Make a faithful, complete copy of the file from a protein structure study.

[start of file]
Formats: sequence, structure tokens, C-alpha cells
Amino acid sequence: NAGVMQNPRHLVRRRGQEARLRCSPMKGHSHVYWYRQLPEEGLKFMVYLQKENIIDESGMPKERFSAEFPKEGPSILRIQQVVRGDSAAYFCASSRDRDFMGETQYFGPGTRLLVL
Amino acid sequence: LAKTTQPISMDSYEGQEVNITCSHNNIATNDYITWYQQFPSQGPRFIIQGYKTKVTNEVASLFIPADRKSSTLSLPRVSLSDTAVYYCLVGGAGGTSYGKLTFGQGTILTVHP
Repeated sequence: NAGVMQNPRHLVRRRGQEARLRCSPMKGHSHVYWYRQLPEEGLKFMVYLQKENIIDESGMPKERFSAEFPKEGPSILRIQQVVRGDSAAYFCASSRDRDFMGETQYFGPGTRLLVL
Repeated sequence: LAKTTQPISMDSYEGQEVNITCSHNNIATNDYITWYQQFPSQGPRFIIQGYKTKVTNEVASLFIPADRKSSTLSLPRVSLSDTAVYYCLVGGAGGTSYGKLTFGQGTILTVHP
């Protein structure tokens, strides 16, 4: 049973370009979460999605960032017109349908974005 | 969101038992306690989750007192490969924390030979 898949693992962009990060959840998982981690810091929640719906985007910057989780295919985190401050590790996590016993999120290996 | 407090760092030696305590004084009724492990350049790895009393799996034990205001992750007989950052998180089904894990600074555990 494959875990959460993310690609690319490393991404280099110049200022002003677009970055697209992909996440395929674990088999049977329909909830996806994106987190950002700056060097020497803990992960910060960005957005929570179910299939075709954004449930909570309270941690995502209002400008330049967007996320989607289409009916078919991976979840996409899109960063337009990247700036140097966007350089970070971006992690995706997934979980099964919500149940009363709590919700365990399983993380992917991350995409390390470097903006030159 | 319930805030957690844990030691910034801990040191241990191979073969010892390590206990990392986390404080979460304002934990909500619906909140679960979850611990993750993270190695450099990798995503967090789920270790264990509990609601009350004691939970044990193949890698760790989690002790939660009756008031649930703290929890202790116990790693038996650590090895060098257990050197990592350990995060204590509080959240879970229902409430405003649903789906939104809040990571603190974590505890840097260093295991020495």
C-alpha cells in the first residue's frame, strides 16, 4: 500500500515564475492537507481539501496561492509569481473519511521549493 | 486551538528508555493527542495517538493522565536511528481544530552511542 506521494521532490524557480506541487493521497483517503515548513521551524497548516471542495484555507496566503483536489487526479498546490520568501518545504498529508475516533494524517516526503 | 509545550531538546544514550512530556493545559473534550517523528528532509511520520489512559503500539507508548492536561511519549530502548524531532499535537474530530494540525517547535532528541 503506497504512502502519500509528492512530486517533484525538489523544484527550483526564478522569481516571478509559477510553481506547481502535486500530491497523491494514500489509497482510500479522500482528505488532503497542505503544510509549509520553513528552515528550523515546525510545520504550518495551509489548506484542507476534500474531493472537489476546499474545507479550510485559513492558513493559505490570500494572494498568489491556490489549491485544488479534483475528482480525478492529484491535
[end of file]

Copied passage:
Formats: sequence, structure tokens, C-alpha cells
Amino acid sequence: NAGVMQNPRHLVRRRGQEARLRCSPMKGHSHVYWYRQLPEEGLKFMVYLQKENIIDESGMPKERFSAEFPKEGPSILRIQQVVRGDSAAYFCASSRDRDFMGETQYFGPGTRLLVL
Amino acid sequence: LAKTTQPISMDSYEGQEVNITCSHNNIATNDYITWYQQFPSQGPRFIIQGYKTKVTNEVASLFIPADRKSSTLSLPRVSLSDTAVYYCLVGGAGGTSYGKLTFGQGTILTVHP
Repeated sequence: NAGVMQNPRHLVRRRGQEARLRCSPMKGHSHVYWYRQLPEEGLKFMVYLQKENIIDESGMPKERFSAEFPKEGPSILRIQQVVRGDSAAYFCASSRDRDFMGETQYFGPGTRLLVL
Repeated sequence: LAKTTQPISMDSYEGQEVNITCSHNNIATNDYITWYQQFPSQGPRFIIQGYKTKVTNEVASLFIPADRKSSTLSLPRVSLSDTAVYYCLVGGAGGTSYGKLTFGQGTILTVHP
């Protein structure tokens, strides 16, 4: 049973370009979460999605960032017109349908974005 | 969101038992306690989750007192490969924390030979 898949693992962009990060959840998982981690810091929640719906985007910057989780295919985190401050590790996590016993999120290996 | 407090760092030696305590004084009724492990350049790895009393799996034990205001992750007989950052998180089904894990600074555990 494959875990959460993310690609690319490393991404280099110049200022002003677009970055697209992909996440395929674990088999049977329909909830996806994106987190950002700056060097020497803990992960910060960005957005929570179910299939075709954004449930909570309270941690995502209002400008330049967007996320989607289409009916078919991976979840996409899109960063337009990247700036140097966007350089970070971006992690995706997934979980099964919500149940009363709590919700365990399983993380992917991350995409390390470097903006030159 | 319930805030957690844990030691910034801990040191241990191979073969010892390590206990990392986390404080979460304002934990909500619906909140679960979850611990993750993270190695450099990798995503967090789920270790264990509990609601009350004691939970044990193949890698760790989690002790939660009756008031649930703290929890202790116990790693038996650590090895060098257990050197990592350990995060204590509080959240879970229902409430405003649903789906939104809040990571603190974590505890840097260093295991020495």
C-alpha cells in the first residue's frame, strides 16, 4: 500500500515564475492537507481539501496561492509569481473519511521549493 | 486551538528508555493527542495517538493522565536511528481544530552511542 506521494521532490524557480506541487493521497483517503515548513521551524497548516471542495484555507496566503483536489487526479498546490520568501518545504498529508475516533494524517516526503 | 509545550531538546544514550512530556493545559473534550517523528528532509511520520489512559503500539507508548492536561511519549530502548524531532499535537474530530494540525517547535532528541 503506497504512502502519500509528492512530486517533484525538489523544484527550483526564478522569481516571478509559477510553481506547481502535486500530491497523491494514500489509497482510500479522500482528505488532503497542505503544510509549509520553513528552515528550523515546525510545520504550518495551509489548506484542507476534500474531493472537489476546499474545507479550510485559513492558513493559505490570500494572494498568489491556490489549491485544488479534483475528482480525478492529484491535